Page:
This flood of cash is occurring thanks to a ruse that permits political advocacy groups to claim that they are principally social welfare agencies and thus tax exempt and not subject to disclosure. These organizations court interest groups and rich donors, some of whom want the influence that political money brings but not the public association. It's a win for the interest groups and the candidates; the public is kept in the dark.

Full text and e-editions are available to premium subscribers only. To subscribe to the digital edition, please visit subscription page. If you are already a subscriber, please login to the site.

We'd be happy to set up login information for a free week of the Liberal Opinion Week website for you. Please email liberal@iowaconnect.com with your request. Thanks for your interest in the Liberal!

Marco Rubio Doesn’t Add Up

    Math was never my strongest subject, so maybe I’m just not crunching the numbers right.

    But the more I stare at them, the less sense Marco Rubio makes.

    Rubio as the front-runner, I mean. As the probable Republican nominee.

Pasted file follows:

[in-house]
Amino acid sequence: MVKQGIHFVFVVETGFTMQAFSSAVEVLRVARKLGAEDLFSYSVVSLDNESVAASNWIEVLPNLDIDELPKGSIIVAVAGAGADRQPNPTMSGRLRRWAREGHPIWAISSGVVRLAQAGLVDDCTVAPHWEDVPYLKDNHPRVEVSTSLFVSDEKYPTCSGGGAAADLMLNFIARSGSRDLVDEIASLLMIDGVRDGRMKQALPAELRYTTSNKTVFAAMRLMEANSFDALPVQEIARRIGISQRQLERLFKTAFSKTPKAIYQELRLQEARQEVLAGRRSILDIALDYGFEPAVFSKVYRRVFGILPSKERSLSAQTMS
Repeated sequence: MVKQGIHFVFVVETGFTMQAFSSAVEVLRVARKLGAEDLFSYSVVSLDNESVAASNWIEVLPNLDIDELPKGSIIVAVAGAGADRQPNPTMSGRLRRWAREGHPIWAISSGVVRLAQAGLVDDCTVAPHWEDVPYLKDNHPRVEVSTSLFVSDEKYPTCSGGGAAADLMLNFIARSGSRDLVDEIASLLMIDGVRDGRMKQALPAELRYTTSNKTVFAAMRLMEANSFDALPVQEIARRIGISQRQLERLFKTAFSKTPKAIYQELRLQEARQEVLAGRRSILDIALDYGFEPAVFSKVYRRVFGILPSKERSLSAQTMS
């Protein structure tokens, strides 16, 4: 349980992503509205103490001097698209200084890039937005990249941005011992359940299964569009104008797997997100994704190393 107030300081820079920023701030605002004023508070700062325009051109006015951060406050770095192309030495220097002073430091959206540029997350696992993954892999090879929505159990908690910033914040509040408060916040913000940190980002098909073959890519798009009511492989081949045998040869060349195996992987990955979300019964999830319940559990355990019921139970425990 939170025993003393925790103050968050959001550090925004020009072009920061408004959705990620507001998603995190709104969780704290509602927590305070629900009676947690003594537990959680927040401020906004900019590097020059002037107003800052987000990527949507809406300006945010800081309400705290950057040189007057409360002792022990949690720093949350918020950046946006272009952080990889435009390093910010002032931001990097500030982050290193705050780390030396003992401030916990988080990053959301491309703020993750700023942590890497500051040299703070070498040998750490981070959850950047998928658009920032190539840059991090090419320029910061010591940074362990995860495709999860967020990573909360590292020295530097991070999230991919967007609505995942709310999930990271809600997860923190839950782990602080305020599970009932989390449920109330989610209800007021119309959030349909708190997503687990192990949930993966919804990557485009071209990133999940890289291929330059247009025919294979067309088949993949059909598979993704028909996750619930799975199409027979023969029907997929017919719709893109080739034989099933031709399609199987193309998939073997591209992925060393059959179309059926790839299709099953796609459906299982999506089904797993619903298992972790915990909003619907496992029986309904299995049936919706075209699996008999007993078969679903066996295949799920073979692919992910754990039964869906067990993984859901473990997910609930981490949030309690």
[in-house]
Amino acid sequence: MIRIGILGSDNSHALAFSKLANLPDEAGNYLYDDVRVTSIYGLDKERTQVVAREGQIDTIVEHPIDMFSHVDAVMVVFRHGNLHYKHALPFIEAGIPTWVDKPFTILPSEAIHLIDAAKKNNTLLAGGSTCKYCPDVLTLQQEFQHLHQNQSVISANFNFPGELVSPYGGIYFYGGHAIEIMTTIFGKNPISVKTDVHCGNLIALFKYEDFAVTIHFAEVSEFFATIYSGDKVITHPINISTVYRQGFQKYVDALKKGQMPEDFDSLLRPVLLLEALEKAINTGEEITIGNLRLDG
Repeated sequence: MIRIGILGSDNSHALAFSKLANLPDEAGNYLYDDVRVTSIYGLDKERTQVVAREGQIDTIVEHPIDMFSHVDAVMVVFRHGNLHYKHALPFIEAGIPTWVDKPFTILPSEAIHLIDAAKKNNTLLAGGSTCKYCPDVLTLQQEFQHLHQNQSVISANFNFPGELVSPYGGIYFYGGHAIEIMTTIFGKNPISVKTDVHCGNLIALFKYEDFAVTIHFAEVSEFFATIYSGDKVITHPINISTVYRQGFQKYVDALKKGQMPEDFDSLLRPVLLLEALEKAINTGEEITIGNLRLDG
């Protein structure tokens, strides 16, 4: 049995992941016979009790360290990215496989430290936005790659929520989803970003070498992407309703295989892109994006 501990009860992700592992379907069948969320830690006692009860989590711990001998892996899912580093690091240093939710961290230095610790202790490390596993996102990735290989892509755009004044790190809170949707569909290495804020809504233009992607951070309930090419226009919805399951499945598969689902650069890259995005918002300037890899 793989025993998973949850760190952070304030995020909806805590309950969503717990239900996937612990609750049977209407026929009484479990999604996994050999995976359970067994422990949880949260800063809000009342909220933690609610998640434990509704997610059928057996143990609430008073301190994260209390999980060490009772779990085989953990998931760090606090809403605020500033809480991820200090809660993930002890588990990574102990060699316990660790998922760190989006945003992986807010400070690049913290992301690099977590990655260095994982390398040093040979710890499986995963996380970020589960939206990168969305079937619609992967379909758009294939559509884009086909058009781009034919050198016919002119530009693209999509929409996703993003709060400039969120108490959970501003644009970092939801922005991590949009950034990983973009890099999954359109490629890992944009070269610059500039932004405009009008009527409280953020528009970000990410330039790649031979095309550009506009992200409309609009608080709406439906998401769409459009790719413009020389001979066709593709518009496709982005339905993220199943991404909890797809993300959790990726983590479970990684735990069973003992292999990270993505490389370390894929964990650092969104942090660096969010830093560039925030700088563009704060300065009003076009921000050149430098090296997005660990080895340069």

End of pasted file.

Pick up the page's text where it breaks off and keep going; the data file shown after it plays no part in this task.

According to oddsmakers and prediction markets, he’s the best bet. According to many commentators, too.

    But Iowa is less than a month away, and in two recent polls of Republican voters there, he’s a distant third, far behind Donald Trump and Ted Cruz.

    So he’s killing it in New Hampshire, right?

    Wrong. A survey from two weeks ago had him second to Trump there, but another, just days earlier, put him in third place — after Trump and Cruz, again. Chris Christie’s inching up on him, the reasons for which were abundantly clear in a comparison of Christie’s freewheeling campaign style and Rubio’s hyper-controlled one by The Times’ Michael Barbaro.

Full text and e-editions are available to premium subscribers only. To subscribe to the digital edition, please visit subscription page. If you are already a subscriber, please login to the site.

We'd be happy to set up login information for a free week of the Liberal Opinion Week website for you. Please email liberal@iowaconnect.com with your request. Thanks for your interest in the Liberal!